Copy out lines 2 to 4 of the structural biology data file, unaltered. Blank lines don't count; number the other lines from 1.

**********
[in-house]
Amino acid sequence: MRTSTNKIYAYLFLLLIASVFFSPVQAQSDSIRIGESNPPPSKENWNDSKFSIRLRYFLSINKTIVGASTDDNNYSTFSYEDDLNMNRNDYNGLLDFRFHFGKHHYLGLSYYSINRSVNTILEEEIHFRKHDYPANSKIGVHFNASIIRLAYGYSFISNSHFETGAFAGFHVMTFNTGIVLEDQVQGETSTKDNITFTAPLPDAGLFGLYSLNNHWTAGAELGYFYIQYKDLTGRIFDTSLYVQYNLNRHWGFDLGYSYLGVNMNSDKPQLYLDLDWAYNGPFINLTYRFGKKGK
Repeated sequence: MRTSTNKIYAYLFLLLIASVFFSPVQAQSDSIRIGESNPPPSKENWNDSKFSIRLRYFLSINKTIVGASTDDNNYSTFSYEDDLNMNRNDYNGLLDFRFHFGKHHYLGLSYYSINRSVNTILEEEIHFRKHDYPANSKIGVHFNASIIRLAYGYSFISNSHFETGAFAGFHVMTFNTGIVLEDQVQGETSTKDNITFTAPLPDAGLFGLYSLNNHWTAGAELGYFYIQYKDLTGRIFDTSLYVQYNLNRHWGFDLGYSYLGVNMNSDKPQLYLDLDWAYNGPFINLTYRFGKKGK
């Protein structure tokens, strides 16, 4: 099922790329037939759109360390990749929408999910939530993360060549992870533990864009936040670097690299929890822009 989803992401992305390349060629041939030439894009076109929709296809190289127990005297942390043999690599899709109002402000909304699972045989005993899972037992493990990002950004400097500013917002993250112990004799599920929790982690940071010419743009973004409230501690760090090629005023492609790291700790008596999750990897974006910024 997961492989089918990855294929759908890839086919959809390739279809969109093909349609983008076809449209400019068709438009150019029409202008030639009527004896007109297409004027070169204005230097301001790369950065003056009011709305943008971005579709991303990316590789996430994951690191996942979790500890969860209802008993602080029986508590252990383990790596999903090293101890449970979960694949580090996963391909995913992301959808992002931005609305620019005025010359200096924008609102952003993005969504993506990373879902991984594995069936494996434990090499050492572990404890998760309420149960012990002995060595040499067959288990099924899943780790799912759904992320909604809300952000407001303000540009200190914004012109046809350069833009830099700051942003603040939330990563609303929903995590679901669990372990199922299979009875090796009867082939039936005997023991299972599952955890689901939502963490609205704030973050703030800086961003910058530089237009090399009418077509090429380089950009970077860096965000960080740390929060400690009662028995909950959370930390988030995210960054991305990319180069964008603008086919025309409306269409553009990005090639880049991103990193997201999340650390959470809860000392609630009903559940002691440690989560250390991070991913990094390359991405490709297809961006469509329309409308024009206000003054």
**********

Amino acid sequence: MRTSTNKIYAYLFLLLIASVFFSPVQAQSDSIRIGESNPPPSKENWNDSKFSIRLRYFLSINKTIVGASTDDNNYSTFSYEDDLNMNRNDYNGLLDFRFHFGKHHYLGLSYYSINRSVNTILEEEIHFRKHDYPANSKIGVHFNASIIRLAYGYSFISNSHFETGAFAGFHVMTFNTGIVLEDQVQGETSTKDNITFTAPLPDAGLFGLYSLNNHWTAGAELGYFYIQYKDLTGRIFDTSLYVQYNLNRHWGFDLGYSYLGVNMNSDKPQLYLDLDWAYNGPFINLTYRFGKKGK
Repeated sequence: MRTSTNKIYAYLFLLLIASVFFSPVQAQSDSIRIGESNPPPSKENWNDSKFSIRLRYFLSINKTIVGASTDDNNYSTFSYEDDLNMNRNDYNGLLDFRFHFGKHHYLGLSYYSINRSVNTILEEEIHFRKHDYPANSKIGVHFNASIIRLAYGYSFISNSHFETGAFAGFHVMTFNTGIVLEDQVQGETSTKDNITFTAPLPDAGLFGLYSLNNHWTAGAELGYFYIQYKDLTGRIFDTSLYVQYNLNRHWGFDLGYSYLGVNMNSDKPQLYLDLDWAYNGPFINLTYRFGKKGK
């Protein structure tokens, strides 16, 4: 099922790329037939759109360390990749929408999910939530993360060549992870533990864009936040670097690299929890822009 989803992401992305390349060629041939030439894009076109929709296809190289127990005297942390043999690599899709109002402000909304699972045989005993899972037992493990990002950004400097500013917002993250112990004799599920929790982690940071010419743009973004409230501690760090090629005023492609790291700790008596999750990897974006910024 997961492989089918990855294929759908890839086919959809390739279809969109093909349609983008076809449209400019068709438009150019029409202008030639009527004896007109297409004027070169204005230097301001790369950065003056009011709305943008971005579709991303990316590789996430994951690191996942979790500890969860209802008993602080029986508590252990383990790596999903090293101890449970979960694949580090996963391909995913992301959808992002931005609305620019005025010359200096924008609102952003993005969504993506990373879902991984594995069936494996434990090499050492572990404890998760309420149960012990002995060595040499067959288990099924899943780790799912759904992320909604809300952000407001303000540009200190914004012109046809350069833009830099700051942003603040939330990563609303929903995590679901669990372990199922299979009875090796009867082939039936005997023991299972599952955890689901939502963490609205704030973050703030800086961003910058530089237009090399009418077509090429380089950009970077860096965000960080740390929060400690009662028995909950959370930390988030995210960054991305990319180069964008603008086919025309409306269409553009990005090639880049991103990193997201999340650390959470809860000392609630009903559940002691440690989560250390991070991913990094390359991405490709297809961006469509329309409308024009206000003054």